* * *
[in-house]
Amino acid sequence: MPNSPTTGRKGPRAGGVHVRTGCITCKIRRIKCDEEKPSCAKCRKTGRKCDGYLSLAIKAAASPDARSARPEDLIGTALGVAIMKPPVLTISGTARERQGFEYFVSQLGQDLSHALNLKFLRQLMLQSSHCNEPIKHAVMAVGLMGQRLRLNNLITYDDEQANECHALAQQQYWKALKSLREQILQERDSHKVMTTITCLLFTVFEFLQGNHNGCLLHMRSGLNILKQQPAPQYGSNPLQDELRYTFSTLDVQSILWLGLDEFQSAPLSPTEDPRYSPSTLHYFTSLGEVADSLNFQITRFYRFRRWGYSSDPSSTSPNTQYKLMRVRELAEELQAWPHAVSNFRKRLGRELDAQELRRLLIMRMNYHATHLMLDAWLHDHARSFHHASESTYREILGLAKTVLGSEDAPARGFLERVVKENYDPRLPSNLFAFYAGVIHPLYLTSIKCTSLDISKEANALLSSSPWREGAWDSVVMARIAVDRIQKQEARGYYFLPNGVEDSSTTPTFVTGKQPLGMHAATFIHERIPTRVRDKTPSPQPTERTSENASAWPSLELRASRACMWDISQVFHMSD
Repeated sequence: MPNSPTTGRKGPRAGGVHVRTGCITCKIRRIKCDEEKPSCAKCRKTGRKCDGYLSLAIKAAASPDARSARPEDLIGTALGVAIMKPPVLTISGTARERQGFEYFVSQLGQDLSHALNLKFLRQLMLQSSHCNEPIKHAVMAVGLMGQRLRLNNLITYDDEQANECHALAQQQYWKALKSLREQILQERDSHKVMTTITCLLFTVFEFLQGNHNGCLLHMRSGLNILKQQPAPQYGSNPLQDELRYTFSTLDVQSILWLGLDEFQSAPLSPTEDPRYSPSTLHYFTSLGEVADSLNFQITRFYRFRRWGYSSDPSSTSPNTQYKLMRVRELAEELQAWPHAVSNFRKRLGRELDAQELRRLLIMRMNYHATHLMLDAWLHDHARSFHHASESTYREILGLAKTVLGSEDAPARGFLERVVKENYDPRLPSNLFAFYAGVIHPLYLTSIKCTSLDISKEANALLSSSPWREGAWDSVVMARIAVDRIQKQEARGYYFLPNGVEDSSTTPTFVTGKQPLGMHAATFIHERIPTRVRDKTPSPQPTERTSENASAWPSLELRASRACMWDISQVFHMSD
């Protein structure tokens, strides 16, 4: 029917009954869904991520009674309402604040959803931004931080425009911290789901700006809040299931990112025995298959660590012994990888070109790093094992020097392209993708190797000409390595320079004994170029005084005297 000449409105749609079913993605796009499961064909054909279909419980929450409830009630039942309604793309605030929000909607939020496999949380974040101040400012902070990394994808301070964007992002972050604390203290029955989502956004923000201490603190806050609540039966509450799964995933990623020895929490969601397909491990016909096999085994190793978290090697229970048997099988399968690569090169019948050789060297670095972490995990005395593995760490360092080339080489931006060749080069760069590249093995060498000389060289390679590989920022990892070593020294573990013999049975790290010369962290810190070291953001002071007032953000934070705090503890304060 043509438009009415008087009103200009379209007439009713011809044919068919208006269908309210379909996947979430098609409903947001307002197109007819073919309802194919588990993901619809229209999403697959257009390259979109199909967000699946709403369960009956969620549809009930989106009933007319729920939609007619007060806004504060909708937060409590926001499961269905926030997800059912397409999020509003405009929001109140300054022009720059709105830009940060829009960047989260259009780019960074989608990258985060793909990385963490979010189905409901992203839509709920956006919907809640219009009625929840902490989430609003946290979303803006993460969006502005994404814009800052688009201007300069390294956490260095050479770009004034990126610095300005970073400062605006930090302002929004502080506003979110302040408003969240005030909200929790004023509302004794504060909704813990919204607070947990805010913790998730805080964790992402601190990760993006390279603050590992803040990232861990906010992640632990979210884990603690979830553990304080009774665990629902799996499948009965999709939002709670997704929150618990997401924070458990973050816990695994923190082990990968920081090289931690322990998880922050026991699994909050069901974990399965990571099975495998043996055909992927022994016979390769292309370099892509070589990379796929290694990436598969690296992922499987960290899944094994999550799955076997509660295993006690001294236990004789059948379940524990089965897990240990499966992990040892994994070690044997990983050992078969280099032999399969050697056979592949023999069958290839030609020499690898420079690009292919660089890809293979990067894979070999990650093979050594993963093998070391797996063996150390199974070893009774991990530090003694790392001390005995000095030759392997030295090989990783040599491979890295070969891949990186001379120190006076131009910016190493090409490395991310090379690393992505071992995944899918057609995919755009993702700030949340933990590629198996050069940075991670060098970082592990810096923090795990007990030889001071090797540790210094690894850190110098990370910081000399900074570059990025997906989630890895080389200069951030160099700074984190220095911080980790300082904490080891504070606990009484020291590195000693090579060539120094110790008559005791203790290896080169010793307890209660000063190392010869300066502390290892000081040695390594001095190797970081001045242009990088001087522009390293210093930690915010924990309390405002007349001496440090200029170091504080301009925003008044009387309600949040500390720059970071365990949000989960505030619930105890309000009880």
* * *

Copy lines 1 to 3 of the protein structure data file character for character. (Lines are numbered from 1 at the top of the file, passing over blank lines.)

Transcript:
[in-house]
Amino acid sequence: MPNSPTTGRKGPRAGGVHVRTGCITCKIRRIKCDEEKPSCAKCRKTGRKCDGYLSLAIKAAASPDARSARPEDLIGTALGVAIMKPPVLTISGTARERQGFEYFVSQLGQDLSHALNLKFLRQLMLQSSHCNEPIKHAVMAVGLMGQRLRLNNLITYDDEQANECHALAQQQYWKALKSLREQILQERDSHKVMTTITCLLFTVFEFLQGNHNGCLLHMRSGLNILKQQPAPQYGSNPLQDELRYTFSTLDVQSILWLGLDEFQSAPLSPTEDPRYSPSTLHYFTSLGEVADSLNFQITRFYRFRRWGYSSDPSSTSPNTQYKLMRVRELAEELQAWPHAVSNFRKRLGRELDAQELRRLLIMRMNYHATHLMLDAWLHDHARSFHHASESTYREILGLAKTVLGSEDAPARGFLERVVKENYDPRLPSNLFAFYAGVIHPLYLTSIKCTSLDISKEANALLSSSPWREGAWDSVVMARIAVDRIQKQEARGYYFLPNGVEDSSTTPTFVTGKQPLGMHAATFIHERIPTRVRDKTPSPQPTERTSENASAWPSLELRASRACMWDISQVFHMSD
Repeated sequence: MPNSPTTGRKGPRAGGVHVRTGCITCKIRRIKCDEEKPSCAKCRKTGRKCDGYLSLAIKAAASPDARSARPEDLIGTALGVAIMKPPVLTISGTARERQGFEYFVSQLGQDLSHALNLKFLRQLMLQSSHCNEPIKHAVMAVGLMGQRLRLNNLITYDDEQANECHALAQQQYWKALKSLREQILQERDSHKVMTTITCLLFTVFEFLQGNHNGCLLHMRSGLNILKQQPAPQYGSNPLQDELRYTFSTLDVQSILWLGLDEFQSAPLSPTEDPRYSPSTLHYFTSLGEVADSLNFQITRFYRFRRWGYSSDPSSTSPNTQYKLMRVRELAEELQAWPHAVSNFRKRLGRELDAQELRRLLIMRMNYHATHLMLDAWLHDHARSFHHASESTYREILGLAKTVLGSEDAPARGFLERVVKENYDPRLPSNLFAFYAGVIHPLYLTSIKCTSLDISKEANALLSSSPWREGAWDSVVMARIAVDRIQKQEARGYYFLPNGVEDSSTTPTFVTGKQPLGMHAATFIHERIPTRVRDKTPSPQPTERTSENASAWPSLELRASRACMWDISQVFHMSD